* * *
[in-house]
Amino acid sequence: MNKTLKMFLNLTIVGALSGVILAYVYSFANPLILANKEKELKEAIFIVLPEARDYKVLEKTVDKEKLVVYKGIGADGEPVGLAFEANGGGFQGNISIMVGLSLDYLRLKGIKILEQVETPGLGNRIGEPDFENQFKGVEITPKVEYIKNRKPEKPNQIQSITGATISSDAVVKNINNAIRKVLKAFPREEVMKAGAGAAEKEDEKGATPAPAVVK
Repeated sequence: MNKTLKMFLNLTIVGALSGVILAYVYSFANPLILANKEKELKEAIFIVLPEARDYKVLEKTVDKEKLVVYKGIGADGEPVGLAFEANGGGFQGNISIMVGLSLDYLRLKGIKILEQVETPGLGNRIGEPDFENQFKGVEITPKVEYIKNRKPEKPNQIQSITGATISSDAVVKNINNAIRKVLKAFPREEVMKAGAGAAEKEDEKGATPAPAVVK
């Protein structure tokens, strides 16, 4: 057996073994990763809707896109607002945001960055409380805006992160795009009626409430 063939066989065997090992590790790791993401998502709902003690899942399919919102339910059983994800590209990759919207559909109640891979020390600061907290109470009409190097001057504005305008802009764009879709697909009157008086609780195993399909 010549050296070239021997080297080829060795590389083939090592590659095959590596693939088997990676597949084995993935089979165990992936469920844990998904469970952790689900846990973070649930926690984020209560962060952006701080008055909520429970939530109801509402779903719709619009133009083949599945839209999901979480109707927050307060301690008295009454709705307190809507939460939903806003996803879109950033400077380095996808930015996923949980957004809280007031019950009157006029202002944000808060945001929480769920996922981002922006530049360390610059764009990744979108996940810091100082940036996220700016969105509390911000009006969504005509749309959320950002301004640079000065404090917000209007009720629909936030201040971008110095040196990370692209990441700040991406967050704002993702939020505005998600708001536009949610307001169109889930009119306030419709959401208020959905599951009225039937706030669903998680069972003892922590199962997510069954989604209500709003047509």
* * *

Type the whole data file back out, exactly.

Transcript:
[in-house]
Amino acid sequence: MNKTLKMFLNLTIVGALSGVILAYVYSFANPLILANKEKELKEAIFIVLPEARDYKVLEKTVDKEKLVVYKGIGADGEPVGLAFEANGGGFQGNISIMVGLSLDYLRLKGIKILEQVETPGLGNRIGEPDFENQFKGVEITPKVEYIKNRKPEKPNQIQSITGATISSDAVVKNINNAIRKVLKAFPREEVMKAGAGAAEKEDEKGATPAPAVVK
Repeated sequence: MNKTLKMFLNLTIVGALSGVILAYVYSFANPLILANKEKELKEAIFIVLPEARDYKVLEKTVDKEKLVVYKGIGADGEPVGLAFEANGGGFQGNISIMVGLSLDYLRLKGIKILEQVETPGLGNRIGEPDFENQFKGVEITPKVEYIKNRKPEKPNQIQSITGATISSDAVVKNINNAIRKVLKAFPREEVMKAGAGAAEKEDEKGATPAPAVVK
């Protein structure tokens, strides 16, 4: 057996073994990763809707896109607002945001960055409380805006992160795009009626409430 063939066989065997090992590790790791993401998502709902003690899942399919919102339910059983994800590209990759919207559909109640891979020390600061907290109470009409190097001057504005305008802009764009879709697909009157008086609780195993399909 010549050296070239021997080297080829060795590389083939090592590659095959590596693939088997990676597949084995993935089979165990992936469920844990998904469970952790689900846990973070649930926690984020209560962060952006701080008055909520429970939530109801509402779903719709619009133009083949599945839209999901979480109707927050307060301690008295009454709705307190809507939460939903806003996803879109950033400077380095996808930015996923949980957004809280007031019950009157006029202002944000808060945001929480769920996922981002922006530049360390610059764009990744979108996940810091100082940036996220700016969105509390911000009006969504005509749309959320950002301004640079000065404090917000209007009720629909936030201040971008110095040196990370692209990441700040991406967050704002993702939020505005998600708001536009949610307001169109889930009119306030419709959401208020959905599951009225039937706030669903998680069972003892922590199962997510069954989604209500709003047509």